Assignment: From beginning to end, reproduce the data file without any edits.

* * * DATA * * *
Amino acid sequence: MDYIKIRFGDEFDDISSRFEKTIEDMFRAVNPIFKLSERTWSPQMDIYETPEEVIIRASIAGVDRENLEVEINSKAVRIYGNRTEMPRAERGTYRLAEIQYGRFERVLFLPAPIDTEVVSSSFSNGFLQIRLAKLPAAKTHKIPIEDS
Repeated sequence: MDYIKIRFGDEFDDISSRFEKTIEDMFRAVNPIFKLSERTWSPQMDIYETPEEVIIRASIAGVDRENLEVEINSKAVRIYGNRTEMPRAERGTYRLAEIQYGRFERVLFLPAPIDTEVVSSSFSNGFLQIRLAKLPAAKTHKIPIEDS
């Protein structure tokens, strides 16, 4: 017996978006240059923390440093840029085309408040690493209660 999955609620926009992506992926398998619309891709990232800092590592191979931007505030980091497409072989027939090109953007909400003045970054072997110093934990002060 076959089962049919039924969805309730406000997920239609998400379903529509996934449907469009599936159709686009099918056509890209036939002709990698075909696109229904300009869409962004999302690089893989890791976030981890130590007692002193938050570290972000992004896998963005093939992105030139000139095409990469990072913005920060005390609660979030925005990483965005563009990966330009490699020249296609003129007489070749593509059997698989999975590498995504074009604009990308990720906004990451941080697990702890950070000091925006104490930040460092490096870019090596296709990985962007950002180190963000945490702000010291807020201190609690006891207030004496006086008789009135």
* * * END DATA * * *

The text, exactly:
Amino acid sequence: MDYIKIRFGDEFDDISSRFEKTIEDMFRAVNPIFKLSERTWSPQMDIYETPEEVIIRASIAGVDRENLEVEINSKAVRIYGNRTEMPRAERGTYRLAEIQYGRFERVLFLPAPIDTEVVSSSFSNGFLQIRLAKLPAAKTHKIPIEDS
Repeated sequence: MDYIKIRFGDEFDDISSRFEKTIEDMFRAVNPIFKLSERTWSPQMDIYETPEEVIIRASIAGVDRENLEVEINSKAVRIYGNRTEMPRAERGTYRLAEIQYGRFERVLFLPAPIDTEVVSSSFSNGFLQIRLAKLPAAKTHKIPIEDS
């Protein structure tokens, strides 16, 4: 017996978006240059923390440093840029085309408040690493209660 999955609620926009992506992926398998619309891709990232800092590592191979931007505030980091497409072989027939090109953007909400003045970054072997110093934990002060 076959089962049919039924969805309730406000997920239609998400379903529509996934449907469009599936159709686009099918056509890209036939002709990698075909696109229904300009869409962004999302690089893989890791976030981890130590007692002193938050570290972000992004896998963005093939992105030139000139095409990469990072913005920060005390609660979030925005990483965005563009990966330009490699020249296609003129007489070749593509059997698989999975590498995504074009604009990308990720906004990451941080697990702890950070000091925006104490930040460092490096870019090596296709990985962007950002180190963000945490702000010291807020201190609690006891207030004496006086008789009135």